David is trying to get AT&T DSL-only installed, but the techs keep missing the appointment or show up without the tools to complete the job. See, the problem comes down to a simple difference in definitions. What you think of as “scheduled appointment,” they think of as “suggestion,” a snippet of melody for them to jazz riff off if they please. And if they don’t feel like it, they’ll go eat a sandwich and come back another day. Or not.
Naked (or “dry loop“) DSL is generally considered wonderful, especially among people who haven’t had a landline since, um, wait… oh yeah, never. But it seems that although AT&T was forced to offer it by the FCC as part of their merger with Cingular, they haven’t yet realized that it’s a product that they sell. Reader Brent just wanted to cancel, but AT&T said no. And then they said yes. And then they told him he never tried to cancel. And then they sent his account to collections…
When reader Nick tried to sign up for ATT “naked DSL” or “dry loop” service (getting DSL without having paying for a landline), a curious thing happened.
Verizon assured Erich that he could transfer his dry loop DSL service to his new apartment, but now that he’s moved, they’re telling him he can only receive traditional DSL service with a dial tone. Since Verizon is failing to live up to their contractual obligations, Erich asked to cancel without an early termination fee. Verizon refused to waive the fee, claiming that Erich was at fault for moving.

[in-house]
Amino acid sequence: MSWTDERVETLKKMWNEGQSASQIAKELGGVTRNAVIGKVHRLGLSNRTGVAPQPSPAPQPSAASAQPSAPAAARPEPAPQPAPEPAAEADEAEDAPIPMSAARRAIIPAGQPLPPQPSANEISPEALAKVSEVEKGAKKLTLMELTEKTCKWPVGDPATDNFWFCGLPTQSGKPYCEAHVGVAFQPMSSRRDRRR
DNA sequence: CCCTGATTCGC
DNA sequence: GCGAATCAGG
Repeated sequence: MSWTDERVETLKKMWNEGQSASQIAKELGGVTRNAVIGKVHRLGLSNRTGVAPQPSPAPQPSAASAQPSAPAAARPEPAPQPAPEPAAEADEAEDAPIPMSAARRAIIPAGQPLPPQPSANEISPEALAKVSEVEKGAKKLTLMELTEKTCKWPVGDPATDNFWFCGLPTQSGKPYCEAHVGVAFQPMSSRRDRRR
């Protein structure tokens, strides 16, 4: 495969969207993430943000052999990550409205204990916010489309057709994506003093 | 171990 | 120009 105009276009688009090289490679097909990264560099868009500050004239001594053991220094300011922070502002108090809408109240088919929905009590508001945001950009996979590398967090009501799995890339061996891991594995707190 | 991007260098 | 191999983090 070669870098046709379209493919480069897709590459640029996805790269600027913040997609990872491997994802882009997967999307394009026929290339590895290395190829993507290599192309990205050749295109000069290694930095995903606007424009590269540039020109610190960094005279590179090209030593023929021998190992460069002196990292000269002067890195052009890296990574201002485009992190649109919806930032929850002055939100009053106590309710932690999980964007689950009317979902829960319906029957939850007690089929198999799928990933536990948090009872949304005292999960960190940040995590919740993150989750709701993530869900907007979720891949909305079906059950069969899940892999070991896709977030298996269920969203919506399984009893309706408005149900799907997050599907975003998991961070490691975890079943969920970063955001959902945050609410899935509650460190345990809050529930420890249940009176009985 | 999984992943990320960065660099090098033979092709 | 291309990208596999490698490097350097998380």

Reader Michael writes in to share his 5 minute technique for switching to AT&T’s dry loop or “naked” DSL.
Back in September we gave you some instructions for grabbing AT&T’s secret “naked” DSL, but to be honest, it’s not really that secret anymore, and it seems that people all around the country have been able to get it.
Thanks to the efforts of the Illinois Citizen’s Utility Board, people all across the Midwest, Southwest California, Nevada and Connecticut, can get AT&T dry loop DSL for only $23.99 (express) or $28.99 (pro), instead of $43.99 or $48.99. But they won’t tell you this through the regular customer service line, because AT&T would really rather you have a landline along with your DSL, and pay more for the privilege. A current AT&T retention rep tells us this is the way to do the discount dry loop dance: